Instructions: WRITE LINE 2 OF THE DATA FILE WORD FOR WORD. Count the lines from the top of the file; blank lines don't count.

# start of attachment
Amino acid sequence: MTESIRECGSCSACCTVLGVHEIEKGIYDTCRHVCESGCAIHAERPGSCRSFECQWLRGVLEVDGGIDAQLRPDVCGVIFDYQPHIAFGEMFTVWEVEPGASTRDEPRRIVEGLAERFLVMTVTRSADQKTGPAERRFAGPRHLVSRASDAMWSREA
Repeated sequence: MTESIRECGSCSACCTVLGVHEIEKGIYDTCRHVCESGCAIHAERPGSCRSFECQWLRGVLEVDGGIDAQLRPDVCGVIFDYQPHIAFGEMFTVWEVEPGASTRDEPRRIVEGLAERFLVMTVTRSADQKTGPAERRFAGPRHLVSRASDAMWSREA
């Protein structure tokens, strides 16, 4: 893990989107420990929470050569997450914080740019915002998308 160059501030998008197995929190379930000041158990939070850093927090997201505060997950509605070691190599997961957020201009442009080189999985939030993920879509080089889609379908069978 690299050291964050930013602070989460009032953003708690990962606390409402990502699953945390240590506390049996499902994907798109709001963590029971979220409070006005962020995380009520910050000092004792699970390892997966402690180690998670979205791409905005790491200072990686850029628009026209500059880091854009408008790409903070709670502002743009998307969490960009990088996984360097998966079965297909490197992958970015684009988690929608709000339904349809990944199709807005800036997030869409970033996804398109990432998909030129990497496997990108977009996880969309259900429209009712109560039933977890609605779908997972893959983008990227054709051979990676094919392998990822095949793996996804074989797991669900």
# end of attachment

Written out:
Repeated sequence: MTESIRECGSCSACCTVLGVHEIEKGIYDTCRHVCESGCAIHAERPGSCRSFECQWLRGVLEVDGGIDAQLRPDVCGVIFDYQPHIAFGEMFTVWEVEPGASTRDEPRRIVEGLAERFLVMTVTRSADQKTGPAERRFAGPRHLVSRASDAMWSREA